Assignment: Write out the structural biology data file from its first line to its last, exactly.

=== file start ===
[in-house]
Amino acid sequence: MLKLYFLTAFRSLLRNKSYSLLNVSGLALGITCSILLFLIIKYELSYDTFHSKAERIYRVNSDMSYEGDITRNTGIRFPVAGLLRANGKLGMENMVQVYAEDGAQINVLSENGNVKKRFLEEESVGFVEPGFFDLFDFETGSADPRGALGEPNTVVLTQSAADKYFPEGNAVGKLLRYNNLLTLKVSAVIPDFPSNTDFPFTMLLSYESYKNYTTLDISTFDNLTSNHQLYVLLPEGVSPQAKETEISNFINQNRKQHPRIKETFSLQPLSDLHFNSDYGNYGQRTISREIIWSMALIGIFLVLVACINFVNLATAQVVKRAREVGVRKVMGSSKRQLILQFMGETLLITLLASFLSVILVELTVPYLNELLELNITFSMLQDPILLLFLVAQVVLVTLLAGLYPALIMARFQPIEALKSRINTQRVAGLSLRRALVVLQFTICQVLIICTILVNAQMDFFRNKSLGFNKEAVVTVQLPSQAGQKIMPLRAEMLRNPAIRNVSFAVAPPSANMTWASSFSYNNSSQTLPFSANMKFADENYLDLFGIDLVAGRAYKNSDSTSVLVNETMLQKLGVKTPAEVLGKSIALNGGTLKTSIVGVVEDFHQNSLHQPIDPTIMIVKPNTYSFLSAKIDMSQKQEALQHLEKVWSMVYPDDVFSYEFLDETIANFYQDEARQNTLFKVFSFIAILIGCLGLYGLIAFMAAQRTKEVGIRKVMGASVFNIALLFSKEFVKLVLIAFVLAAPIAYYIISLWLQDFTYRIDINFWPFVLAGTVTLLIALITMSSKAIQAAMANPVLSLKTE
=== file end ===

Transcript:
[in-house]
Amino acid sequence: MLKLYFLTAFRSLLRNKSYSLLNVSGLALGITCSILLFLIIKYELSYDTFHSKAERIYRVNSDMSYEGDITRNTGIRFPVAGLLRANGKLGMENMVQVYAEDGAQINVLSENGNVKKRFLEEESVGFVEPGFFDLFDFETGSADPRGALGEPNTVVLTQSAADKYFPEGNAVGKLLRYNNLLTLKVSAVIPDFPSNTDFPFTMLLSYESYKNYTTLDISTFDNLTSNHQLYVLLPEGVSPQAKETEISNFINQNRKQHPRIKETFSLQPLSDLHFNSDYGNYGQRTISREIIWSMALIGIFLVLVACINFVNLATAQVVKRAREVGVRKVMGSSKRQLILQFMGETLLITLLASFLSVILVELTVPYLNELLELNITFSMLQDPILLLFLVAQVVLVTLLAGLYPALIMARFQPIEALKSRINTQRVAGLSLRRALVVLQFTICQVLIICTILVNAQMDFFRNKSLGFNKEAVVTVQLPSQAGQKIMPLRAEMLRNPAIRNVSFAVAPPSANMTWASSFSYNNSSQTLPFSANMKFADENYLDLFGIDLVAGRAYKNSDSTSVLVNETMLQKLGVKTPAEVLGKSIALNGGTLKTSIVGVVEDFHQNSLHQPIDPTIMIVKPNTYSFLSAKIDMSQKQEALQHLEKVWSMVYPDDVFSYEFLDETIANFYQDEARQNTLFKVFSFIAILIGCLGLYGLIAFMAAQRTKEVGIRKVMGASVFNIALLFSKEFVKLVLIAFVLAAPIAYYIISLWLQDFTYRIDINFWPFVLAGTVTLLIALITMSSKAIQAAMANPVLSLKTE